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Suppose that a holomorphic function $f$ from a regon $G$ to another region $H$ has a right inverse and this $f$ is locally bijective (that is the derivative of $f$ does not vanish).

Then is it true that this right inverse of $f$ is actually the 2-sided inverse (simply the inverse function) of $f$? I think it is true...but somewhat confused.

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    $\begingroup$ Might there not be regions in the complex plane where $e^z$ is not injective, but still a continuous branch of $log z$ may be defined on the image region? Is that the sort of thing you ask about? $\endgroup$ – GEdgar Dec 15 '17 at 10:53
  • $\begingroup$ That is right. Is it possible? $\endgroup$ – Keith Dec 15 '17 at 11:44
  • $\begingroup$ Does "region" mean "connected open set" (more commonly called a domain), or just an arbitrary open set? (Pretty sure it's the former because for the latter it's easy to find counterexamples.) $\endgroup$ – Daniel Fischer Dec 15 '17 at 13:46
  • $\begingroup$ I interpret your question as "Suppose $G,H$ are connected open sets and $f:G\to H,$ $g:H\to G$ are both holomorphic. If $f\circ g(z) = z$ on $H,$ is it true that $g\circ f(z) = z$ on $G?$" Is this what you mean? $\endgroup$ – zhw. Dec 16 '17 at 23:03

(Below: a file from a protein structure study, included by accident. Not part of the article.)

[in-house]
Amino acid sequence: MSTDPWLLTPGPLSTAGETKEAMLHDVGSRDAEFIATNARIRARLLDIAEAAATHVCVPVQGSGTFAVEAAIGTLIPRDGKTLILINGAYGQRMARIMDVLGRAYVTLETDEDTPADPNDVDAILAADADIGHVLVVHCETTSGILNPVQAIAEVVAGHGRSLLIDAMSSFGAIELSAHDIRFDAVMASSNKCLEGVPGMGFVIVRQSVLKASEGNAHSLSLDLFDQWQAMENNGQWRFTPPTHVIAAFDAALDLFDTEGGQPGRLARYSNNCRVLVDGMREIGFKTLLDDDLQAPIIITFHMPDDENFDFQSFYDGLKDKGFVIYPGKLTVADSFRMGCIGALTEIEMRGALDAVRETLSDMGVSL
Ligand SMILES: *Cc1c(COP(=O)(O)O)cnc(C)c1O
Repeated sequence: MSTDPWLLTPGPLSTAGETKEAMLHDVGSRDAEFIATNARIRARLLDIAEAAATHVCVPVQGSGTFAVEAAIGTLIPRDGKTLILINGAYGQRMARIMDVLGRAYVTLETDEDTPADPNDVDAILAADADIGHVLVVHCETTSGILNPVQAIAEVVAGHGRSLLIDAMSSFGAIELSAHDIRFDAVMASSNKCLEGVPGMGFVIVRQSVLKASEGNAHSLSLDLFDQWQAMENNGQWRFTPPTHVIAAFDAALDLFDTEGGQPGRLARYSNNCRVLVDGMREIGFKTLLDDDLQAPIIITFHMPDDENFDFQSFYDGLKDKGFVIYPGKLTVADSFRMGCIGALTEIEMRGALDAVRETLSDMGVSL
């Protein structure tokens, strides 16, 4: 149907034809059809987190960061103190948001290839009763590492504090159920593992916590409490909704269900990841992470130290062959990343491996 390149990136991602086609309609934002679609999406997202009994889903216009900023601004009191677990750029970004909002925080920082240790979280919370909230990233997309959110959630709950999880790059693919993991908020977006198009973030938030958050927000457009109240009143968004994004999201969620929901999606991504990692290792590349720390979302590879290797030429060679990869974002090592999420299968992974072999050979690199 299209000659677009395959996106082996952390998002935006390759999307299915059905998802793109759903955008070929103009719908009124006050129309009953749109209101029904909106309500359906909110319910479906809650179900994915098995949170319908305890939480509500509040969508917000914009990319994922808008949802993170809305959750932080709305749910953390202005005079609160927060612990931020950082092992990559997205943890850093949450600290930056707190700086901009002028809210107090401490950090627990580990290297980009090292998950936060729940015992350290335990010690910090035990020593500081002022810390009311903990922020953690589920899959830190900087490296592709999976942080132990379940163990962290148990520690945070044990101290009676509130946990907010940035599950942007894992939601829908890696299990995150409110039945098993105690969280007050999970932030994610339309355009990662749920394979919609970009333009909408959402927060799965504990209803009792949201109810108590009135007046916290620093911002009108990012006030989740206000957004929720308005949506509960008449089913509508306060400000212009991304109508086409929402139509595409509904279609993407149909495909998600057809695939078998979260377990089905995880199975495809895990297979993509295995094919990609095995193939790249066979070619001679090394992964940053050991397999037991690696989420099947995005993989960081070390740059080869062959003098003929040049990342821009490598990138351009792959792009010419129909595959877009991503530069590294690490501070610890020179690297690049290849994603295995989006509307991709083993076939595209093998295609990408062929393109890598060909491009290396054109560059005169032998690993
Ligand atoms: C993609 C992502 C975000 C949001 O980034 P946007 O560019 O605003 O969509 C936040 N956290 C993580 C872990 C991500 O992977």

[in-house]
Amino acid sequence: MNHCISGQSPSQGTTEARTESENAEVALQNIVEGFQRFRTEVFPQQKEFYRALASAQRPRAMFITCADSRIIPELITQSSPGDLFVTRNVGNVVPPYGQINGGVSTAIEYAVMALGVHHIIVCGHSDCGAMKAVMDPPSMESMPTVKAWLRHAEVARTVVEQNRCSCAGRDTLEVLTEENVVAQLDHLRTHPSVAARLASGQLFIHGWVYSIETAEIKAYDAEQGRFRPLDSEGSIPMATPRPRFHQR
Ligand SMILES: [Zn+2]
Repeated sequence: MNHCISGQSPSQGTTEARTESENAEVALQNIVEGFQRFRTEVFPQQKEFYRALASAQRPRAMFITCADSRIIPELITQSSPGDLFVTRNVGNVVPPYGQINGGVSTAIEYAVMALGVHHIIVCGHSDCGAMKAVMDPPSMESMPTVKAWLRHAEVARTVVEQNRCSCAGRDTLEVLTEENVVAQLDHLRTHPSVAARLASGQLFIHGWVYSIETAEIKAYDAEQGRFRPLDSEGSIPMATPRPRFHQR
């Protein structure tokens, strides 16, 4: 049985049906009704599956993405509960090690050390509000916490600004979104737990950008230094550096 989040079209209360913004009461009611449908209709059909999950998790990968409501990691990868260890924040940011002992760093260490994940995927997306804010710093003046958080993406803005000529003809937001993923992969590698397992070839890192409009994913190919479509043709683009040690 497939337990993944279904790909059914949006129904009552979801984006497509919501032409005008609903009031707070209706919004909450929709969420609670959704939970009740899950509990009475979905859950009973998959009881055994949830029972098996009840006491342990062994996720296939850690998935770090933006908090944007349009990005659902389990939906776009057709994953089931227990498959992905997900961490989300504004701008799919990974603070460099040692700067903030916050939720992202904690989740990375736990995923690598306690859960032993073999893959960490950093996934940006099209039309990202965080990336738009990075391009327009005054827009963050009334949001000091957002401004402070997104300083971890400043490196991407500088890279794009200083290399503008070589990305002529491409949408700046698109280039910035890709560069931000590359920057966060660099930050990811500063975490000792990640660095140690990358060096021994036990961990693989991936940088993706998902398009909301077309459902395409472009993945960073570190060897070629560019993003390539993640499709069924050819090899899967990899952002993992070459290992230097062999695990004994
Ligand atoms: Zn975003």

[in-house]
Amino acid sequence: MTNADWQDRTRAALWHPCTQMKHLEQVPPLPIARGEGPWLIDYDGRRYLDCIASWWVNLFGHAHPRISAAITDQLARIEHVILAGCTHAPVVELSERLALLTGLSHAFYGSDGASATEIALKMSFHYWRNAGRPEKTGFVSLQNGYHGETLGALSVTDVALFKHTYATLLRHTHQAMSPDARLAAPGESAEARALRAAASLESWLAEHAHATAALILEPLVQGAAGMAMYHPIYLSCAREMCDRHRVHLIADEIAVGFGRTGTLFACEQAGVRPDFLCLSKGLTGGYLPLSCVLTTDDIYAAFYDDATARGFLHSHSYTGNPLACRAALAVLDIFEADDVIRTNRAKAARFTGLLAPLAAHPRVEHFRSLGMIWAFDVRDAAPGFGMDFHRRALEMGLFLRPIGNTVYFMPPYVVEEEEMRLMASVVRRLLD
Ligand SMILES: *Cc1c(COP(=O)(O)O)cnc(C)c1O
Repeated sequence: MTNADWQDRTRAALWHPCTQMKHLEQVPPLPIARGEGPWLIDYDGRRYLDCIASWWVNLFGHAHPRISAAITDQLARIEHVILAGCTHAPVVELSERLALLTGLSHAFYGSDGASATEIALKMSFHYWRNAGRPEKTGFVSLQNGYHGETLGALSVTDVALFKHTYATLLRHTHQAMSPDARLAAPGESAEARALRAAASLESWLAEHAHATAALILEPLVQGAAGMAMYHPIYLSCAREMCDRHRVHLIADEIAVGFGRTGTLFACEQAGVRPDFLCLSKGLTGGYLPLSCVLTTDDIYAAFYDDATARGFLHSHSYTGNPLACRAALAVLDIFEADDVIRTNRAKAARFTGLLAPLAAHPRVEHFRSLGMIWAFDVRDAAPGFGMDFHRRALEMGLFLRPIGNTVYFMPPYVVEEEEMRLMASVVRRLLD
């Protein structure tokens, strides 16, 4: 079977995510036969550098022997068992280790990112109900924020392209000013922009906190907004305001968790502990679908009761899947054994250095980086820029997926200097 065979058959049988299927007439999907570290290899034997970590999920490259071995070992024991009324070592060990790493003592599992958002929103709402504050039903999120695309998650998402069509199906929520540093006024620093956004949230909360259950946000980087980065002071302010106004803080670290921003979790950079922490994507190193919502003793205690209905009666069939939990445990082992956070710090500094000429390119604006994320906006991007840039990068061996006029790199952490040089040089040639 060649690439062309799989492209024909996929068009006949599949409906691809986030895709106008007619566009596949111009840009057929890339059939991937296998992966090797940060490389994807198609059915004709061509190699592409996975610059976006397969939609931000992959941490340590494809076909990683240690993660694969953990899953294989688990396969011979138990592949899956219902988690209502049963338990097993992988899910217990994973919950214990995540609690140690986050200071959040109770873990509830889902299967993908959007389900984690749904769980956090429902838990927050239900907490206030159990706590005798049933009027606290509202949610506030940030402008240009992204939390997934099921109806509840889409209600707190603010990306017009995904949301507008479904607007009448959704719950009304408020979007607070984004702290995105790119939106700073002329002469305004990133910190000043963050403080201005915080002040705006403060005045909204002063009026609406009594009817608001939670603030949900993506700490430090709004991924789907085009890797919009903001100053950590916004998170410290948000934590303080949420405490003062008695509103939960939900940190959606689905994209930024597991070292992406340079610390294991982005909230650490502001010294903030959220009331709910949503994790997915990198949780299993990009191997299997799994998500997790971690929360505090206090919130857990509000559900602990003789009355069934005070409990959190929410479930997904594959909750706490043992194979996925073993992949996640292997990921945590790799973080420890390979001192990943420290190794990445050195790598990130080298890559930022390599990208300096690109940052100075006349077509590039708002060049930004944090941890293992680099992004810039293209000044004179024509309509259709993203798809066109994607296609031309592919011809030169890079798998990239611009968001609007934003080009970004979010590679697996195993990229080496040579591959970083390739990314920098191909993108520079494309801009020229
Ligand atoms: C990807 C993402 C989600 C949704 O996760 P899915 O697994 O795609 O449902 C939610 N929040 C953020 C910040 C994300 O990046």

• $\begingroup$ @zhw yes and there must be another condition that f is localy bijective $\endgroup$ – Keith Dec 17 '17 at 7:11
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Suppose $G,H$ are connected open sets and $f:G\to H, g:H\to G$ are holomorphic. If $f\circ g(z) = z$ on $H,$ then $g\circ f(z) = z$ on $H.$

Proof: For any $z\in H,$ $(g\circ f)(g(z)) = g(f\circ g(z)) = g(z)$ for all $z\in H.$ Another way to say that is $g\circ f (w) = w$ for all $w\in g(H).$ But $g$ is clearly non constant, so $g(H)$ is a nonempty open subset of $G$ by the open mapping theorem. By the identity principle, $g\circ f (w) = w$ everywhere in $G,$ and we're done.

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